My Normal is Not Normal

During work this week, I got a call from an unlisted number. This was the voicemail:

Hi Jeremy, it’s Jackie calling. I have some updated information for you, however the information is not urgent and I am going to send a letter to you today. If you don’t wish to wait for the letter our toll free number here is [866 number]. You can give us a call. Thank you. Bye.

I only know a small handful of Jackie’s, none of whom would assume that I would remember them out of context or have non-urgent information to mail me. I shared and unsuccessfully brainstormed with my coworkers.

So, I googled the 866 number and found out that is was from Victim Services in Canada. (They were calling to update me on Jesse. Since I am a registered victim, I have the legal right to information about him while he is serving his sentence including what programs he is enrolled in and what facility he is currently being held in.)

When I shared my joyous discovery with my teammate (it wasn’t a manipulative sales call of phishing scam! Yay!), I was reminded of something I often forget: My normal is not remotely close to most people’s normal. What for me was just an “I figured out who called” moment became an “I can’t believe all you’ve been through” moment. And that is fine.

The major plot points in my life are shocking to most people. They respond accordingly. It’s not necessarily wrong… most people respond with love, care, concern, disbelief. I just forget. When I insert joy or humor into my life’s tragedies it takes people by surprise… and probably makes them uncomfortable.

When my brother first passed away, I didn’t know what emotions to process and in what order. I was just kind of floating through life for a few days. Some time during that first week, my friend Britni texted me,

    👕👖💼👞 <<funeral outfit

and it was probably the best text I had gotten in months. I died laughing. Shortly thereafter, we discussed in depth about how I needed to eat my feelings and then go shopping for stretchy pants. (Brit, if you read this, we still need to get us some stretchy pants!)

Brit’s family has gone through their share of tragedy. Her ‘normal’ is a lot closer to mine. She’s not afraid to enter into that space and bring some humor with her.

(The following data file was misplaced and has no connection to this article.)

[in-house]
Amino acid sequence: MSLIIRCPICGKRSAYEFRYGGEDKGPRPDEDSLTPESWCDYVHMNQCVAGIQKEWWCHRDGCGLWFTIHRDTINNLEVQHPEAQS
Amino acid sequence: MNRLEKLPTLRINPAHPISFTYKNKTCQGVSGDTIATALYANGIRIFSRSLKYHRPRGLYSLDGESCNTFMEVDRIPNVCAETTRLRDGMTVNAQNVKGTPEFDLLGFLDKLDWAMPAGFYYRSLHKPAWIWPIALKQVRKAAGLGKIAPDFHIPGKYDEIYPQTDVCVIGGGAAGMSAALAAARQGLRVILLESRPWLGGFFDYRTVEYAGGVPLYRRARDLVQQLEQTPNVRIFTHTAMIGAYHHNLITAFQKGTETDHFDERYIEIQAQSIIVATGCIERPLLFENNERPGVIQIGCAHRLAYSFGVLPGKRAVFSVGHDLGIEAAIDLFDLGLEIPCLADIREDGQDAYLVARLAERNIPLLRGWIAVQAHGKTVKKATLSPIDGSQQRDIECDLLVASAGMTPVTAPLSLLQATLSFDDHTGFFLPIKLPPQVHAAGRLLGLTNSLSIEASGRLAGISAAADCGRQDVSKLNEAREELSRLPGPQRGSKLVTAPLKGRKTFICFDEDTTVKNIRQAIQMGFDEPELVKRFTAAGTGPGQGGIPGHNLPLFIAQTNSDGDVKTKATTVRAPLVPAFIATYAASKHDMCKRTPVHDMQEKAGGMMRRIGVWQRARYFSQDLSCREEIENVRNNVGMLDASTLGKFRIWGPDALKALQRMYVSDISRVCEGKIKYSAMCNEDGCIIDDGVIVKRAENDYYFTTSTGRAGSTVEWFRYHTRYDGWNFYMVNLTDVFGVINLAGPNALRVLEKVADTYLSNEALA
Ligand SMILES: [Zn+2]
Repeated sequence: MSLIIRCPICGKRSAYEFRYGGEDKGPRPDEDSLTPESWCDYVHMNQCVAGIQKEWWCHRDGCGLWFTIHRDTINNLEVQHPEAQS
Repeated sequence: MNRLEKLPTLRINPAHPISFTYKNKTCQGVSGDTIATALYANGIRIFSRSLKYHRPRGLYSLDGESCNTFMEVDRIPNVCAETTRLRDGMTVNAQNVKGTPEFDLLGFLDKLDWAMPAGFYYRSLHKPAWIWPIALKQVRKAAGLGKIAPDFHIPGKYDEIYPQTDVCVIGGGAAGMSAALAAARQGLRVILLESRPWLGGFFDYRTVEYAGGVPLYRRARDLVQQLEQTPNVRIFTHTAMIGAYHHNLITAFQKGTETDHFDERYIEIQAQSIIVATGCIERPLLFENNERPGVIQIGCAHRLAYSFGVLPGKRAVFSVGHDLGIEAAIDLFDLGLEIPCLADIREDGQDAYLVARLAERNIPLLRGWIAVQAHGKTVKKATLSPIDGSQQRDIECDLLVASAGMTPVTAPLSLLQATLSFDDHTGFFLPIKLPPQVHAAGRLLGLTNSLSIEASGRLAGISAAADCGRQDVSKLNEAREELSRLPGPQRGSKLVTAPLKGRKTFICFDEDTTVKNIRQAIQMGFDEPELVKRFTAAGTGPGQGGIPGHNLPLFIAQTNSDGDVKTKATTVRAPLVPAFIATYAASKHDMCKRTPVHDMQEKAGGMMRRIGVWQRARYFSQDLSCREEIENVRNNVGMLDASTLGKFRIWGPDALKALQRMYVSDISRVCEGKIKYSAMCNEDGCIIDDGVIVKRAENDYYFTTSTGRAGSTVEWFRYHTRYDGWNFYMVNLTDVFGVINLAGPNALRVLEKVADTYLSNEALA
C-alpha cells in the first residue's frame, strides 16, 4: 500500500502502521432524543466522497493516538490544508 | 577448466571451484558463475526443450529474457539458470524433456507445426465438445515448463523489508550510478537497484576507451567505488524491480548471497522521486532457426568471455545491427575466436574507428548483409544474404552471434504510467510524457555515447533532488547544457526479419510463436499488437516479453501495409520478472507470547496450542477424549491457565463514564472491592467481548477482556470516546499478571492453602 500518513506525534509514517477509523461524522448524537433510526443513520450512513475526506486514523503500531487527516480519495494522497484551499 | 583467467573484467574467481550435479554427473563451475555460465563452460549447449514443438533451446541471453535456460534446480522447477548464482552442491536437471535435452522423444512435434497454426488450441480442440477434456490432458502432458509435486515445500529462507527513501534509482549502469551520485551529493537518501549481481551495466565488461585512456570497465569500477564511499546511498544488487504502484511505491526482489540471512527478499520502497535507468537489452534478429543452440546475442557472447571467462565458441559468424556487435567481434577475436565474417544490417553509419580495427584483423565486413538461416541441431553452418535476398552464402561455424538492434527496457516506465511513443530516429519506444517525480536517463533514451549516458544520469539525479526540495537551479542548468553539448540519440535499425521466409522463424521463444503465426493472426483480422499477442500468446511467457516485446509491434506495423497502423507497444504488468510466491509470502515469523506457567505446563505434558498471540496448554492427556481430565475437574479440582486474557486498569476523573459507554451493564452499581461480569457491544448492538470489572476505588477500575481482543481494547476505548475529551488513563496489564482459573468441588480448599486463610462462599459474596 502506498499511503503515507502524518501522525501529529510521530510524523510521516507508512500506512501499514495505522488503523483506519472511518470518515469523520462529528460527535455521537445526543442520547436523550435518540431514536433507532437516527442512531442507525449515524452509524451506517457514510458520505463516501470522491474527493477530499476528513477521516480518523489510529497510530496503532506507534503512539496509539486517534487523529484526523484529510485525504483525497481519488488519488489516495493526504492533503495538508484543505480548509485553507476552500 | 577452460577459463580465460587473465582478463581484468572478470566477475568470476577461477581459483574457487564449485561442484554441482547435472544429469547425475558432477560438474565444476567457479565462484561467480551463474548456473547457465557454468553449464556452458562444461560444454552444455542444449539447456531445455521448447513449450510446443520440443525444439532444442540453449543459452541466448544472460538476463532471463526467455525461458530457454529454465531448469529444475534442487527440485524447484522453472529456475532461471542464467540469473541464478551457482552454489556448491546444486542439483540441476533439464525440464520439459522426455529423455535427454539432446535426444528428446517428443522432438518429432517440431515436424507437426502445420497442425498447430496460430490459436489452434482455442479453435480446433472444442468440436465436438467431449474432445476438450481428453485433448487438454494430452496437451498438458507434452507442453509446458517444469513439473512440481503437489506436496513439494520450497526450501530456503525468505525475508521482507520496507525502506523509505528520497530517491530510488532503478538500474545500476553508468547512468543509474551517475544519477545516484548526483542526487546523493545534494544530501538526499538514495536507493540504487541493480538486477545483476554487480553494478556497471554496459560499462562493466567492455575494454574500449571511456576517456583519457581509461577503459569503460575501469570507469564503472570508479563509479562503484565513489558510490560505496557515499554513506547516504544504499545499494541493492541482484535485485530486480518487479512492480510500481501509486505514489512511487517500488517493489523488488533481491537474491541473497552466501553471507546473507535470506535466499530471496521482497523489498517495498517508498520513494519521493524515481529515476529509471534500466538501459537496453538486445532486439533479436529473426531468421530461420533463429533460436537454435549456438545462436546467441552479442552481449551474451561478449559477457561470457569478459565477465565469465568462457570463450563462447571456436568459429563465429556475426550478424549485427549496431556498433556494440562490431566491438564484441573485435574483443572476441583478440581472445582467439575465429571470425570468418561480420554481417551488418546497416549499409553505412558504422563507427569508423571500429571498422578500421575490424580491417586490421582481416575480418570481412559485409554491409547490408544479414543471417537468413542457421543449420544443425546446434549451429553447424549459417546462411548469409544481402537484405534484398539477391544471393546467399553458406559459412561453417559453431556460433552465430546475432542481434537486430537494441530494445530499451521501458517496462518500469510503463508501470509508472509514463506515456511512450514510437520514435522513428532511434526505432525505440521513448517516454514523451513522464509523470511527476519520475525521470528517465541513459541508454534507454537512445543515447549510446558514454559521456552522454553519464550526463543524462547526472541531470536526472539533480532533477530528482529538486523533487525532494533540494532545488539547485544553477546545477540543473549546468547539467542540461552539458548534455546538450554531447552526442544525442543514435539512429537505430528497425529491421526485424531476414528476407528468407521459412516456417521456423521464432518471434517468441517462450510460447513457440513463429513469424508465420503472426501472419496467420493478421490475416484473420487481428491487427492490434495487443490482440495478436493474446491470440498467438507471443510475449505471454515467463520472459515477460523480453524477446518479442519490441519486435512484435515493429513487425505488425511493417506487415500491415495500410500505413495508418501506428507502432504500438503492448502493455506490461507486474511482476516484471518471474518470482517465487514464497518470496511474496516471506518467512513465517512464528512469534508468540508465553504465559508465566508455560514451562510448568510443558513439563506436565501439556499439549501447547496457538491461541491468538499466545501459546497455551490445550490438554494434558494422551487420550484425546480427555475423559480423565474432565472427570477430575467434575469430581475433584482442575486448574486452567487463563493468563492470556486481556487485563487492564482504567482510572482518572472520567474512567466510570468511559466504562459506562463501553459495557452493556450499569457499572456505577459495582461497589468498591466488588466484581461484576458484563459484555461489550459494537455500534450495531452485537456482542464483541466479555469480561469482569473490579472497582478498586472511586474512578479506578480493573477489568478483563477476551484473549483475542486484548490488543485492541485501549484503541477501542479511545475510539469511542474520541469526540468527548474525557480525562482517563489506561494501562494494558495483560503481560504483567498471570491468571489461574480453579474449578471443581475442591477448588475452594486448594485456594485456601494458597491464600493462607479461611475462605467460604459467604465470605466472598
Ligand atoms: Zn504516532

All of this to say, don’t be afraid when someone’s ‘normal’ looks different than yours. I’m guilty of it too. Just because their life seems darker or more tragic does not mean that they don’t need and appreciate a well placed joke. Obviously be careful… make sure you have a level of trust. But it can be isolating to feel like all of my big important stories are off-limits.

In friendships, one of my most significant markers of being true friends with someone is when they make a “Your Mom” joke. I get really proud of them and give them a hug or high five. It shows me they know me and they’re not afraid of my story.

[My friend Dr. Melissa Mork specializes in meeting humor with grief. If you want to know more, contact her through her website. She is wonderful.]

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One comment

  1. Growing up in a time when “normal” was usually a dad, a mom and some kids and a dog, I had, and still do sometimes, feel that normal is very overrated. Normal for someone is usually very different than normal for someone else and until we see into someone else’s normal, we don’t even know that it might be different, or similar, to ours. I also have found that until you know someone else’s story, you have no idea what they might have gone through or are still going through. This world is so in need of empathy and compassion for others instead of hate and judgement about someone who’s normal doesn’t match theirs.

    I also just read something that said if you can tell your story without crying, you’ve made it through. I know personally that you never quite “make it through” losing a loved one. The hole is always there, it’s just not as jagged. I find that when I share my story first, especially from a place of less seriousness or shock, it makes other people more comfortable. And it helps to put a little bit back into my own heart.

    Keep doing what you’re doing Jeremy. Although sometimes your pain is still pretty raw, you are so compassionate for others and your heart is so big and so caring for everyone, whether they have a similar normal to yours or the total opposite. And that smile can always make someone feel better and put them at ease no matter what they’re going through or how they’re feeling. You are an amazing young man, Jeremy, and the world needs a whole bunch more of you.

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